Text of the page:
Show Less
LibraryThing member UinzatoMone
I found this book next to a big blue recycling bin while walking to work one morning. It's probably the best thing I've ever found.
I can only imagine that its owner had died and some cretin of a relative was rummaging through her things for something he could sell and dumped this book in that
Show More
alley, thinking it of no use to him.
But I rescued it.
It's the only book I've ever read that I immediately started reading over again, as soon as I'd finished it. What a treasure trove of detail it contains, all woven with one long fortuitous thread of silk.
Show Less
LibraryThing member Eyejaybee
This novel started so promisingly but swiftly subsided into rampant tedium.
LibraryThing member wandering_star
This is, superficially, a travel book - a record of a journey along the coast of East Anglia. Most of the book is not about the journey itself, but about the thoughts and associations which are triggered by what the narrator sees - so, for example, fishermen on a beach lead us to a natural history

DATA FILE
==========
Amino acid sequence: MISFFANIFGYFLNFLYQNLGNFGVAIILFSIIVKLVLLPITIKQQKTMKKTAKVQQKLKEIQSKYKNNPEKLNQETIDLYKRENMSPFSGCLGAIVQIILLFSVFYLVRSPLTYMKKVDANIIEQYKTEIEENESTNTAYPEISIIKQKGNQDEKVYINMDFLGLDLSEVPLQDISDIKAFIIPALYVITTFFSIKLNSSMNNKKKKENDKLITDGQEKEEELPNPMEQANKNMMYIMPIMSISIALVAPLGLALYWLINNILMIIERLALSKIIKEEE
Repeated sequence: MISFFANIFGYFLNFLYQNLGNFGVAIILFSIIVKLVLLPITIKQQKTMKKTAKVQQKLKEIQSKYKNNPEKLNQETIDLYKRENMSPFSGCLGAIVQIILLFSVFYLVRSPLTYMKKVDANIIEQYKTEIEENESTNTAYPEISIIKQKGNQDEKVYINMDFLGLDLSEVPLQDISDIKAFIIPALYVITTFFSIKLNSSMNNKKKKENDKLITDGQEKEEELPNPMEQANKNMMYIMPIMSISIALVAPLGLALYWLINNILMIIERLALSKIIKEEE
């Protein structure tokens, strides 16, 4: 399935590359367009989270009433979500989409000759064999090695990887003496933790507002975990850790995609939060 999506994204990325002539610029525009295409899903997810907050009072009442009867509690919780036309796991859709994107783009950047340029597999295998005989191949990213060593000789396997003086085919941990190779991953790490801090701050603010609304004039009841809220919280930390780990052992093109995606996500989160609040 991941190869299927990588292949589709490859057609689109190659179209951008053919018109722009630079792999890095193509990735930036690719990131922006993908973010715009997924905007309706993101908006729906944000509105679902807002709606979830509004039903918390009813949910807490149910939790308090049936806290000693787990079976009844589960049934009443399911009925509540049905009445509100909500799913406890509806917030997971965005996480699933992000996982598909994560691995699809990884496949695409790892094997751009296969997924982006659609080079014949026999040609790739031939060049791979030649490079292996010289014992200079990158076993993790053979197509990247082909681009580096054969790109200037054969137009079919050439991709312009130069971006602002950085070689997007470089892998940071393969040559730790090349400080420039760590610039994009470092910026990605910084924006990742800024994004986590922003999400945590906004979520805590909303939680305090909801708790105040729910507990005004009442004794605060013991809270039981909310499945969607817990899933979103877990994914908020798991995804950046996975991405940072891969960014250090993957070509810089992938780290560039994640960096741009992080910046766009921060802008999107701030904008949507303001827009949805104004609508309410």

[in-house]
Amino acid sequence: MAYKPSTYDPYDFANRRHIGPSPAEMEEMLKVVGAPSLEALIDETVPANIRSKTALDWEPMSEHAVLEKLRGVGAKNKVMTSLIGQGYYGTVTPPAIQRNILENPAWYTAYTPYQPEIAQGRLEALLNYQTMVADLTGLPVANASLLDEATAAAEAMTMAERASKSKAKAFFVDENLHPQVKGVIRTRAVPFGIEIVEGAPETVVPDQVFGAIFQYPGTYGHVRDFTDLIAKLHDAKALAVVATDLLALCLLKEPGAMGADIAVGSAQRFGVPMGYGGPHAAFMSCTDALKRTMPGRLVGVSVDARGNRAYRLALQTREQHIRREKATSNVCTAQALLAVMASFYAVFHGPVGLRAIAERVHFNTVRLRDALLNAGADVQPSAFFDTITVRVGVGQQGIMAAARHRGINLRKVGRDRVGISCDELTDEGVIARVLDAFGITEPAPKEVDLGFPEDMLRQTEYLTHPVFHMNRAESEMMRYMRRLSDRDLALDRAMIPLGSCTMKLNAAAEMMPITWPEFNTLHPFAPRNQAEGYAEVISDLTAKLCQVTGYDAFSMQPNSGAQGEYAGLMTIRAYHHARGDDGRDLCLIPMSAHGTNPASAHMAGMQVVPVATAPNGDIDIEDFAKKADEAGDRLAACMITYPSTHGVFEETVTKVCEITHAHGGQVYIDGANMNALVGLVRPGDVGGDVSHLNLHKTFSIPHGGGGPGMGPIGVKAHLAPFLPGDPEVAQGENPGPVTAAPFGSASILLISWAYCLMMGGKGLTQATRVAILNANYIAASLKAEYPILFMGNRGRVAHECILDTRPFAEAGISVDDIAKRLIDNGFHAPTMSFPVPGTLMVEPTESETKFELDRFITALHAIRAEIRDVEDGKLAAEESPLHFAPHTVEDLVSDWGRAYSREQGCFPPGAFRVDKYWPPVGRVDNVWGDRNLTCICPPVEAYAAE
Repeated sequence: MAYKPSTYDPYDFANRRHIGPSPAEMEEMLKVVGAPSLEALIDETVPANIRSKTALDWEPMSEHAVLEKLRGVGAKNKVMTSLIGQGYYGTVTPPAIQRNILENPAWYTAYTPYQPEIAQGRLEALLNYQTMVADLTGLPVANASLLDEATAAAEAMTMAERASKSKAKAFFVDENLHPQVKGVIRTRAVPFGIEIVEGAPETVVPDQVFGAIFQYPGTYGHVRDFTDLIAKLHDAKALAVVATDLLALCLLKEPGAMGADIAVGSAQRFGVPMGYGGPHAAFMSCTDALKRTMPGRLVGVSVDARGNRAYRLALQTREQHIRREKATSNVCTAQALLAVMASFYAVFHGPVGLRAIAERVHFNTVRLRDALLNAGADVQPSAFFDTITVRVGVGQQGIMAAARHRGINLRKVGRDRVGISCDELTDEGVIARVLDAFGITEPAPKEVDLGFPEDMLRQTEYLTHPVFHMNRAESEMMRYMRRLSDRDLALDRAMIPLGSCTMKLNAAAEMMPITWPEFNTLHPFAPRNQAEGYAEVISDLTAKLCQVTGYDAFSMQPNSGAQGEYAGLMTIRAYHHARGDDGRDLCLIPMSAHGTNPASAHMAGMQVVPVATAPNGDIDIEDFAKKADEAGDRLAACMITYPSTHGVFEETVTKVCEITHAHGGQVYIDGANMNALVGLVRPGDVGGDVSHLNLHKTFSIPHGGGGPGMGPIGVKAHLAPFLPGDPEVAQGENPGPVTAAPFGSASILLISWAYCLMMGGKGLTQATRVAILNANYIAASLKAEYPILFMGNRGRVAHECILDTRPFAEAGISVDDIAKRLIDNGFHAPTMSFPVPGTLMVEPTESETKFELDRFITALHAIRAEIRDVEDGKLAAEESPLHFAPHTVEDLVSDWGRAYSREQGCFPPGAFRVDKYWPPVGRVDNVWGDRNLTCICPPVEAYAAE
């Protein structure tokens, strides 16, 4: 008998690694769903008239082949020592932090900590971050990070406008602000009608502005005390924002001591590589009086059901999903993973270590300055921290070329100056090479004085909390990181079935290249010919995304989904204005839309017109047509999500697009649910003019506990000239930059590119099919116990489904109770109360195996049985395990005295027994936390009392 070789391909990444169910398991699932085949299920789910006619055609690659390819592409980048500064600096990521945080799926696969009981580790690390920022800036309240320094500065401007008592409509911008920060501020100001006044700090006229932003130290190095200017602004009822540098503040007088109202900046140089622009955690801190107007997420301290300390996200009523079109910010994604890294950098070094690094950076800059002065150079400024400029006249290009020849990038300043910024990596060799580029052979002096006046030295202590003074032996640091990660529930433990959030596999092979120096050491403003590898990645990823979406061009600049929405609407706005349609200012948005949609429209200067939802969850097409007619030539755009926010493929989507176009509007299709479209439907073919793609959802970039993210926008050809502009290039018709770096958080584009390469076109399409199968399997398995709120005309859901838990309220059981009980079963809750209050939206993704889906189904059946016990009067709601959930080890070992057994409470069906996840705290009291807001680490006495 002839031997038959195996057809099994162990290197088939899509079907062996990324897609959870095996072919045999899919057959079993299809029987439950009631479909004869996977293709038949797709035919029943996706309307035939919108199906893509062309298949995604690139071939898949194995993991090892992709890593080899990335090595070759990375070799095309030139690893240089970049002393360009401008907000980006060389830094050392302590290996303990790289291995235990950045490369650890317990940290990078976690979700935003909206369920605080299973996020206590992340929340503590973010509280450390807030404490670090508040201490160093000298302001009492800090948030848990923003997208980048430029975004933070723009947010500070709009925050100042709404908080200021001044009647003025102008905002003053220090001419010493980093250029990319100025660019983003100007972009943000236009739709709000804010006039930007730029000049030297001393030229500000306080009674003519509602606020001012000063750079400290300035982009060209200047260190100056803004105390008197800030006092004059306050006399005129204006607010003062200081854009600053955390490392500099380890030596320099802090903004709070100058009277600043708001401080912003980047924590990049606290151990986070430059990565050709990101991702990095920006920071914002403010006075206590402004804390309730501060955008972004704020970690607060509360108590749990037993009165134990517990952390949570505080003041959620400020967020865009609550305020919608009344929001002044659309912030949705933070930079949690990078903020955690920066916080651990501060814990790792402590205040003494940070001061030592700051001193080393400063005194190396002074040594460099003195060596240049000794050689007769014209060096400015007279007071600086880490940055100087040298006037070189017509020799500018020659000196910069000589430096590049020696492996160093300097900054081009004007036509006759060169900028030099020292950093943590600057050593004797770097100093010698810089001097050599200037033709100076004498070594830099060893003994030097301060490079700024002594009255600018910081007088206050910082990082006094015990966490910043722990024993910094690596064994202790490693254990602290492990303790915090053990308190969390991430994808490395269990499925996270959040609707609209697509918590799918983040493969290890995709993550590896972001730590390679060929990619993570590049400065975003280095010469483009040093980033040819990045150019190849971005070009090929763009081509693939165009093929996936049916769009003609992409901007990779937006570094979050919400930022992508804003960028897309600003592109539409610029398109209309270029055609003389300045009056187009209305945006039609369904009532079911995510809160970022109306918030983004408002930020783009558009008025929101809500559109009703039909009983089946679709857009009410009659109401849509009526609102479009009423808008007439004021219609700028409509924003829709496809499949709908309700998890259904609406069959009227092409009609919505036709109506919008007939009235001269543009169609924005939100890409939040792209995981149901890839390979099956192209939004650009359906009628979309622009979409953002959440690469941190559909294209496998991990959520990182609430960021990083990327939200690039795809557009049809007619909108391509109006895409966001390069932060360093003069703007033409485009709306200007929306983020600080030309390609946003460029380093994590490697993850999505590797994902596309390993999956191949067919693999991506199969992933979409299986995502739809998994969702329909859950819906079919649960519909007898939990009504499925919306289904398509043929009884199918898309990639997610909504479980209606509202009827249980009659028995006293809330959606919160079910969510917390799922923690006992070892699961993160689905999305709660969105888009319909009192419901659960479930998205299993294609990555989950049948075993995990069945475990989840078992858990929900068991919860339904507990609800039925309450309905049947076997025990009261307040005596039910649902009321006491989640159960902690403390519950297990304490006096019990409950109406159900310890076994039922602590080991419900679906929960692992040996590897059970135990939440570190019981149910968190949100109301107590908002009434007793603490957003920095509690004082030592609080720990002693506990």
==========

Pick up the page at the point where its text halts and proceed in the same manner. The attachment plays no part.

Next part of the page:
Show More
of the herring. Actually, that's not a good example - the leaps of association are usually much greater, and one diversion becomes embedded in another - a passage on Joseph Conrad's early years leads into a description of Sebald's visit to the battlefield of Waterloo, before returning to the Norfolk coast.

One of the themes that Sebald is interested in is decay and decline, and all that is lost in the pursuit of modernity and progress. Where better to think about this than on the English coast, looking over the increasingly polluted sea, and passing through all the seaside towns whose livelihoods vanished as the railway branch lines were closed and the English began to take their beach holidays in the Mediterranean?

He's also interested in power - and the futility of seeking it - most aptly highlighted in the description of a sea battle which it was never clear who won. The tale is introduced in a typical Sebald segue: "I sat down on a bench ... and looked out on the tranquil sea, from the depths of which the shadows were now rising. Everyone who had been out for an evening stroll was gone. I felt as if I were in a deserted theatre, and I should not have been surprised if a curtain had suddenly risen before me and on the proscenium I had beheld, say, the 28th of May 1672 - that memorable day when the Dutch fleet appeared offshore from out of the drifting mists...". With equally typical humanity, he describes the agonies suffered by the sailors and the lives lost - "at that date there can have been only a few cities on earth that numbered as many souls as were annihilated in sea-battles of this kind".